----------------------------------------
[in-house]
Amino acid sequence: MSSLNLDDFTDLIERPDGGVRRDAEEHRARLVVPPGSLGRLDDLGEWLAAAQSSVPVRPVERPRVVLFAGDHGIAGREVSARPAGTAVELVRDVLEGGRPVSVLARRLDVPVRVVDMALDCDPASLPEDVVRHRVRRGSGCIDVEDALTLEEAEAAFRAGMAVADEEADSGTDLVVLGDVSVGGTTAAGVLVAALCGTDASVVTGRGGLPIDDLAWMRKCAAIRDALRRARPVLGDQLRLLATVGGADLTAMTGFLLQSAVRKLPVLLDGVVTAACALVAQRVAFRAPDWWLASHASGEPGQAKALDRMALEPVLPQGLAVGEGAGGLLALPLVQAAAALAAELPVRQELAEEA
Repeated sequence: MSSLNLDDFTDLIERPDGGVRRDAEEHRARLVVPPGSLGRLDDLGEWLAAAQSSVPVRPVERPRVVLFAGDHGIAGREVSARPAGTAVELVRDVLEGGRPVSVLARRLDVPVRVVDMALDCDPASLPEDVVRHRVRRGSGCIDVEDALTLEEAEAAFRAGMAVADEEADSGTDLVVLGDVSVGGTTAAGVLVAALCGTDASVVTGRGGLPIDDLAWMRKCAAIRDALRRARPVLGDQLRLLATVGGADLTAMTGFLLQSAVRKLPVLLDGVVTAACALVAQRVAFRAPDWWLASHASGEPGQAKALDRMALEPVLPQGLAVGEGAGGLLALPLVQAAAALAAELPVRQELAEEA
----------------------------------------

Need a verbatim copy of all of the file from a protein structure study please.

[in-house]
Amino acid sequence: MSSLNLDDFTDLIERPDGGVRRDAEEHRARLVVPPGSLGRLDDLGEWLAAAQSSVPVRPVERPRVVLFAGDHGIAGREVSARPAGTAVELVRDVLEGGRPVSVLARRLDVPVRVVDMALDCDPASLPEDVVRHRVRRGSGCIDVEDALTLEEAEAAFRAGMAVADEEADSGTDLVVLGDVSVGGTTAAGVLVAALCGTDASVVTGRGGLPIDDLAWMRKCAAIRDALRRARPVLGDQLRLLATVGGADLTAMTGFLLQSAVRKLPVLLDGVVTAACALVAQRVAFRAPDWWLASHASGEPGQAKALDRMALEPVLPQGLAVGEGAGGLLALPLVQAAAALAAELPVRQELAEEA
Repeated sequence: MSSLNLDDFTDLIERPDGGVRRDAEEHRARLVVPPGSLGRLDDLGEWLAAAQSSVPVRPVERPRVVLFAGDHGIAGREVSARPAGTAVELVRDVLEGGRPVSVLARRLDVPVRVVDMALDCDPASLPEDVVRHRVRRGSGCIDVEDALTLEEAEAAFRAGMAVADEEADSGTDLVVLGDVSVGGTTAAGVLVAALCGTDASVVTGRGGLPIDDLAWMRKCAAIRDALRRARPVLGDQLRLLATVGGADLTAMTGFLLQSAVRKLPVLLDGVVTAACALVAQRVAFRAPDWWLASHASGEPGQAKALDRMALEPVLPQGLAVGEGAGGLLALPLVQAAAALAAELPVRQELAEEA